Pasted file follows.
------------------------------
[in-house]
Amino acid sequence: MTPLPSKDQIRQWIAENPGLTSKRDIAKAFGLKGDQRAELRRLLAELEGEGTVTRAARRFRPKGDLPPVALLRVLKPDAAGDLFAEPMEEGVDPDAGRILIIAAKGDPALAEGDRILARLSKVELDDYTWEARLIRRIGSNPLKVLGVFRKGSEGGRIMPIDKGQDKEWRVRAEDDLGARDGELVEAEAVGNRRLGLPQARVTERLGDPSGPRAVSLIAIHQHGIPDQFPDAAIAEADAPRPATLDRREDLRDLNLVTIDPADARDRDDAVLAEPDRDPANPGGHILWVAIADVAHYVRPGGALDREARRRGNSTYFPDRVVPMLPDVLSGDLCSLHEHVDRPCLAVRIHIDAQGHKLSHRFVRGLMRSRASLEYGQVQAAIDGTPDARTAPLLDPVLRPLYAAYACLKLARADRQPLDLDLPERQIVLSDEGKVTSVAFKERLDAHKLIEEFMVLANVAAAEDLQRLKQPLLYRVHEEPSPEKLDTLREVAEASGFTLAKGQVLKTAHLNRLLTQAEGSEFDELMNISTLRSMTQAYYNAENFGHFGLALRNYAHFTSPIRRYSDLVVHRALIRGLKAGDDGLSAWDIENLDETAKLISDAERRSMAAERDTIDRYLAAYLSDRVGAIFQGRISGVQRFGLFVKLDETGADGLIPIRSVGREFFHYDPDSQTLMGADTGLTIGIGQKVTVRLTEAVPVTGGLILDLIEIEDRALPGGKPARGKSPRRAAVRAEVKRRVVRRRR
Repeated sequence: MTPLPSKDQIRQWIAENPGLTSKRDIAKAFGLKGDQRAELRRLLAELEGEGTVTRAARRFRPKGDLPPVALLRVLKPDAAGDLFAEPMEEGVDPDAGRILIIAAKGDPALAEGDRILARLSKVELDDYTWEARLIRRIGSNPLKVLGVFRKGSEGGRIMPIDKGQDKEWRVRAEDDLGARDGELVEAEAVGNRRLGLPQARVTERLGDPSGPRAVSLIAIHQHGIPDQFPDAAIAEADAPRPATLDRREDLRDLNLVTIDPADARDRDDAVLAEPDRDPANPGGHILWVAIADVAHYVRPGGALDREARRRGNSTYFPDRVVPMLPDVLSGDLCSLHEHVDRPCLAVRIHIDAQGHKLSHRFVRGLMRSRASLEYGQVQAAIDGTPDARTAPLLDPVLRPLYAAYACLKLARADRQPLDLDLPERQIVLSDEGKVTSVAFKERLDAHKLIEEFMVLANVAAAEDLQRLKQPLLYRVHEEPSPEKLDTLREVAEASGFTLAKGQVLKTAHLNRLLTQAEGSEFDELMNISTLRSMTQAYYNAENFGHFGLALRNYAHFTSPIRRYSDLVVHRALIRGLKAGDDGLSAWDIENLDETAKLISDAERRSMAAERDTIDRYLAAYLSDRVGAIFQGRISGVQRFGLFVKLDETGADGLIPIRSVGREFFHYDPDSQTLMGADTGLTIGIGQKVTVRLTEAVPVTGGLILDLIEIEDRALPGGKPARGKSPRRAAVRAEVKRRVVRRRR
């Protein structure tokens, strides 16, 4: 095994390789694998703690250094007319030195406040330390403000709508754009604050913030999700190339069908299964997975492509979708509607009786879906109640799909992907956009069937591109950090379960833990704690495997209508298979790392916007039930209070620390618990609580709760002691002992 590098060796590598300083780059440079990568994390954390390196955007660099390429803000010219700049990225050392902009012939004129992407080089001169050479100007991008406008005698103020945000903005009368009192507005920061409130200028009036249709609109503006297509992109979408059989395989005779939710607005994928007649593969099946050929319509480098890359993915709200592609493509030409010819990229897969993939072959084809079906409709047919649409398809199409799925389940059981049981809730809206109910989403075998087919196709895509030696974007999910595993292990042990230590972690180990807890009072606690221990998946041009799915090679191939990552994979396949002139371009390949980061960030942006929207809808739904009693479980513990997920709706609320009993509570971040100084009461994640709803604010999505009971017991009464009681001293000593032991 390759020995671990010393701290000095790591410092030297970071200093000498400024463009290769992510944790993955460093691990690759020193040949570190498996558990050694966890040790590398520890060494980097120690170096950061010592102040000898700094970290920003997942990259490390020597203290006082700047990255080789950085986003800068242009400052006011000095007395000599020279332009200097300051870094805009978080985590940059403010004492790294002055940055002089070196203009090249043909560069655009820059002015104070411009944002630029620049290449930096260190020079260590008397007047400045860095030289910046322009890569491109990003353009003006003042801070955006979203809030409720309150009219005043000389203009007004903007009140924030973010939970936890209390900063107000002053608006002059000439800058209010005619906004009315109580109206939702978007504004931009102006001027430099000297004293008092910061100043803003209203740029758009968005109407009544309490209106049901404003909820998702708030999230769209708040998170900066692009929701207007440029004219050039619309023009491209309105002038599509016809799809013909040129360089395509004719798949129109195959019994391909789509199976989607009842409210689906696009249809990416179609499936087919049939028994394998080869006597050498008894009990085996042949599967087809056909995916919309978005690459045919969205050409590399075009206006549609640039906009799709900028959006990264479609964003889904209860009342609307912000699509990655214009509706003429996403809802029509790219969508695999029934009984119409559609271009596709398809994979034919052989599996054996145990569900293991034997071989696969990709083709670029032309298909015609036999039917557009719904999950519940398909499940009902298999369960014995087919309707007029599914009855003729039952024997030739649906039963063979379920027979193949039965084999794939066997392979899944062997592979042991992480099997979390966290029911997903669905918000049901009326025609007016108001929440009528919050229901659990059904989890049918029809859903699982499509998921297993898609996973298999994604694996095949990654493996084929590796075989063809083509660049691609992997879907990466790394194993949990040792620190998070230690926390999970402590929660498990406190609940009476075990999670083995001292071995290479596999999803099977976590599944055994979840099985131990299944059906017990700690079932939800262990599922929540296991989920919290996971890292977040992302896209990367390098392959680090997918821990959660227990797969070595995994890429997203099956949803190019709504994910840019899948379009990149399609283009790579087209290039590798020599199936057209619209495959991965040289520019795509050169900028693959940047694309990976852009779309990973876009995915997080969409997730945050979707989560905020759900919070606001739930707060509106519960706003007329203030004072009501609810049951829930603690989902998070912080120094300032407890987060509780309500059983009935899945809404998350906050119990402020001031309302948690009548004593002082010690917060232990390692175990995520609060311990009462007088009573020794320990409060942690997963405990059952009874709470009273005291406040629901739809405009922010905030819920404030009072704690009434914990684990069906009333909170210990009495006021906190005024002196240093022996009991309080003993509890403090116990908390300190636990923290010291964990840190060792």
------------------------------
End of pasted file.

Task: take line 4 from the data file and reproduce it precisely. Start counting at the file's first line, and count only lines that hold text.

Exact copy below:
């Protein structure tokens, strides 16, 4: 095994390789694998703690250094007319030195406040330390403000709508754009604050913030999700190339069908299964997975492509979708509607009786879906109640799909992907956009069937591109950090379960833990704690495997209508298979790392916007039930209070620390618990609580709760002691002992 590098060796590598300083780059440079990568994390954390390196955007660099390429803000010219700049990225050392902009012939004129992407080089001169050479100007991008406008005698103020945000903005009368009192507005920061409130200028009036249709609109503006297509992109979408059989395989005779939710607005994928007649593969099946050929319509480098890359993915709200592609493509030409010819990229897969993939072959084809079906409709047919649409398809199409799925389940059981049981809730809206109910989403075998087919196709895509030696974007999910595993292990042990230590972690180990807890009072606690221990998946041009799915090679191939990552994979396949002139371009390949980061960030942006929207809808739904009693479980513990997920709706609320009993509570971040100084009461994640709803604010999505009971017991009464009681001293000593032991 390759020995671990010393701290000095790591410092030297970071200093000498400024463009290769992510944790993955460093691990690759020193040949570190498996558990050694966890040790590398520890060494980097120690170096950061010592102040000898700094970290920003997942990259490390020597203290006082700047990255080789950085986003800068242009400052006011000095007395000599020279332009200097300051870094805009978080985590940059403010004492790294002055940055002089070196203009090249043909560069655009820059002015104070411009944002630029620049290449930096260190020079260590008397007047400045860095030289910046322009890569491109990003353009003006003042801070955006979203809030409720309150009219005043000389203009007004903007009140924030973010939970936890209390900063107000002053608006002059000439800058209010005619906004009315109580109206939702978007504004931009102006001027430099000297004293008092910061100043803003209203740029758009968005109407009544309490209106049901404003909820998702708030999230769209708040998170900066692009929701207007440029004219050039619309023009491209309105002038599509016809799809013909040129360089395509004719798949129109195959019994391909789509199976989607009842409210689906696009249809990416179609499936087919049939028994394998080869006597050498008894009990085996042949599967087809056909995916919309978005690459045919969205050409590399075009206006549609640039906009799709900028959006990264479609964003889904209860009342609307912000699509990655214009509706003429996403809802029509790219969508695999029934009984119409559609271009596709398809994979034919052989599996054996145990569900293991034997071989696969990709083709670029032309298909015609036999039917557009719904999950519940398909499940009902298999369960014995087919309707007029599914009855003729039952024997030739649906039963063979379920027979193949039965084999794939066997392979899944062997592979042991992480099997979390966290029911997903669905918000049901009326025609007016108001929440009528919050229901659990059904989890049918029809859903699982499509998921297993898609996973298999994604694996095949990654493996084929590796075989063809083509660049691609992997879907990466790394194993949990040792620190998070230690926390999970402590929660498990406190609940009476075990999670083995001292071995290479596999999803099977976590599944055994979840099985131990299944059906017990700690079932939800262990599922929540296991989920919290996971890292977040992302896209990367390098392959680090997918821990959660227990797969070595995994890429997203099956949803190019709504994910840019899948379009990149399609283009790579087209290039590798020599199936057209619209495959991965040289520019795509050169900028693959940047694309990976852009779309990973876009995915997080969409997730945050979707989560905020759900919070606001739930707060509106519960706003007329203030004072009501609810049951829930603690989902998070912080120094300032407890987060509780309500059983009935899945809404998350906050119990402020001031309302948690009548004593002082010690917060232990390692175990995520609060311990009462007088009573020794320990409060942690997963405990059952009874709470009273005291406040629901739809405009922010905030819920404030009072704690009434914990684990069906009333909170210990009495006021906190005024002196240093022996009991309080003993509890403090116990908390300190636990923290010291964990840190060792």